British Steel has secured a £ 1[ads1]00m government loan to pay its EU coal bill, a source close to the company said.
The money means that the private equity-owned firm will avoid a steep EU fine. 19659007] Earlier this month, the company said it needed funds to settle its 2018 pollution bill at the end of April.
Sky News said the government's money was used to paying for the company's carbon credits – and that British Steel would repay the money on commercial terms.
The company has been hit by an EU decision to suspend UK companies' access to free carbon permits until a Brexit withdrawal agreement is ratified.
EU Emissions Trading Scheme rules allow industrial polluters to use carbon credits to pay for last year's emissions, or trade them to raise money.
Each free license gives a company the right to decide tons (1,000kg) of carbon dioxide (CO2).
& # 39; Responsive and supportive & # 39;
Department of Business, Energy and Industrial Strategy (Beis) declined to comment on British Steel in particular, but said it was in "regular conversation with a wide range of companies".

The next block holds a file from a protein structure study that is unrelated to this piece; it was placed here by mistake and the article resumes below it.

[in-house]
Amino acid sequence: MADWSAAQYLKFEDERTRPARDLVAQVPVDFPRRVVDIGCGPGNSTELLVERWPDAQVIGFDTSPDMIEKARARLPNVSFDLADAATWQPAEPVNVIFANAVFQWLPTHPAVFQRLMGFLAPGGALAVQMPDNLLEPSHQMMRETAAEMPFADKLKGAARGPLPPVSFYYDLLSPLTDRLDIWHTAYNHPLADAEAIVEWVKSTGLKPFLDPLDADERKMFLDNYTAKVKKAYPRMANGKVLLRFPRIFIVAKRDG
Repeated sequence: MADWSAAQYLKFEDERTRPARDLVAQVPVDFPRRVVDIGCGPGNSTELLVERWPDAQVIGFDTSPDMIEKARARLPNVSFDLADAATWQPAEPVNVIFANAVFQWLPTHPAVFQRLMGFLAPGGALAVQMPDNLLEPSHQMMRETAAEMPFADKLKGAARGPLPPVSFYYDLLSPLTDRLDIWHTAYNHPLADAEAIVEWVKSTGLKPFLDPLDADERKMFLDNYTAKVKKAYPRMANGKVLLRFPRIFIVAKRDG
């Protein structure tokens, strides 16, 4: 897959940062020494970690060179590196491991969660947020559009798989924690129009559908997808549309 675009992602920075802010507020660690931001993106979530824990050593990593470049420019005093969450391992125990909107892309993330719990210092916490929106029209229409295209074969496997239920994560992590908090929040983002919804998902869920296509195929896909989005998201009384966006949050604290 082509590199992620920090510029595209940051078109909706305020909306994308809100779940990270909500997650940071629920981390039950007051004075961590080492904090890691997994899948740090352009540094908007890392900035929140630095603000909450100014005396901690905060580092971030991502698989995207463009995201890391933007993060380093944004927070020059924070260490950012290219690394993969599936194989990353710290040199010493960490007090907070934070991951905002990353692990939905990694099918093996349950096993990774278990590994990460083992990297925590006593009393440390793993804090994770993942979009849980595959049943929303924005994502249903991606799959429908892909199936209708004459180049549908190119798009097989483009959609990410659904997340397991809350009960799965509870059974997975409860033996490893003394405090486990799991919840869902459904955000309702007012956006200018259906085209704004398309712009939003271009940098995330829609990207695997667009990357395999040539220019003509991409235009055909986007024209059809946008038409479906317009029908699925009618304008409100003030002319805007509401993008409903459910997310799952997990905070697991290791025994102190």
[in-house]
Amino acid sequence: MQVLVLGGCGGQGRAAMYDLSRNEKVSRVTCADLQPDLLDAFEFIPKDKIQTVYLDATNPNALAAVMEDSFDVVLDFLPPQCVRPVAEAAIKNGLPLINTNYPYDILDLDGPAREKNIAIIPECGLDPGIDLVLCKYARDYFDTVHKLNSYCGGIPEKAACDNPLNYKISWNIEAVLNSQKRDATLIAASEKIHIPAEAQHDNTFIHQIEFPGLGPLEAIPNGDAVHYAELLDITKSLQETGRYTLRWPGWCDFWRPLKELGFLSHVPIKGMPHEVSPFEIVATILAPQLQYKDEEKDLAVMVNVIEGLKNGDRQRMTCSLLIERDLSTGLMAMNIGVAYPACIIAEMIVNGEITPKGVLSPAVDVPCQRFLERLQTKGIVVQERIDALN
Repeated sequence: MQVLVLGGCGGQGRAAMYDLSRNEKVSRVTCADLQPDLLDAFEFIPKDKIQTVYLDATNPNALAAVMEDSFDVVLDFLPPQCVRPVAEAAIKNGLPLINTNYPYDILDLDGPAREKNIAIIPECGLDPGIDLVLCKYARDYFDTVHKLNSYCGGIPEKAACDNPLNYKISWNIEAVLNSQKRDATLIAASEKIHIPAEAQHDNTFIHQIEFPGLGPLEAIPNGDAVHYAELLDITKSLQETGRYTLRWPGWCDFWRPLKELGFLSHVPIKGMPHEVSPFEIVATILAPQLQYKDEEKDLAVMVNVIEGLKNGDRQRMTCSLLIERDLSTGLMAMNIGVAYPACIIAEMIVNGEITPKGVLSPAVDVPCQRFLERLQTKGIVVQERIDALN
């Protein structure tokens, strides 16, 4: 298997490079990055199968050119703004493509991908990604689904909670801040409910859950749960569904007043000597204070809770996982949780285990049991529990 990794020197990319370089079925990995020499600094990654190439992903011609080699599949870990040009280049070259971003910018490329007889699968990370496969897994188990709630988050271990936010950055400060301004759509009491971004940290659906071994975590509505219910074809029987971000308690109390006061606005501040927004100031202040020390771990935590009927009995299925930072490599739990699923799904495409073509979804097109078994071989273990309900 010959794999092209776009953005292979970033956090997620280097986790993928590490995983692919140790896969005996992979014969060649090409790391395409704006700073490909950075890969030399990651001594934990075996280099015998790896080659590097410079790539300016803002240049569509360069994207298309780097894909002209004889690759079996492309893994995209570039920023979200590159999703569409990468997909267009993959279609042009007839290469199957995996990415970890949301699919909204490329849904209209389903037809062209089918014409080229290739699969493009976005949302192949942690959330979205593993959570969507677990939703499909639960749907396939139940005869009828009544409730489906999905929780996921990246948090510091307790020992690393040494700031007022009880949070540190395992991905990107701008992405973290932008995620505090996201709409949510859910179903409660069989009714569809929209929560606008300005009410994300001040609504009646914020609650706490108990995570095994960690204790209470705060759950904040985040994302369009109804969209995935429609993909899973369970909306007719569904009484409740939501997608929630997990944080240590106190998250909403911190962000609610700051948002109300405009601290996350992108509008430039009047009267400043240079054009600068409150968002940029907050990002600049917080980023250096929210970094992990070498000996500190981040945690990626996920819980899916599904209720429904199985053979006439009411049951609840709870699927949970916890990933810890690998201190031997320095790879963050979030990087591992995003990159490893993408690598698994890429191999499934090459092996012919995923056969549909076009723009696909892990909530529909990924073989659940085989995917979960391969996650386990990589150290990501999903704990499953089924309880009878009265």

Writing is expected to give a formal announcement Wednesday.
Earlier, British Steel said that the ministers and officials of the Ministry of Business, Energy and Industrial Strategy had "been responsive and supportive".
Private equity firm Greybull Kapital saved Tata Steel's long product business – which makes steel for the rail and construction sector – during the steel crisis in 2016, saving more than 4000 jobs.
It paid a nominal £ 1 fee for the assets, but pledged to plow up to £ 400m in the business that it rebranded British Steel.
Workers had to take a salary and reduce the pension in return, but the company has since returned to profit.
The company employs 4,000 people at its Scunthorpe facility and has locations in Teesside, Cumbria and North Yorkshire. 19659021]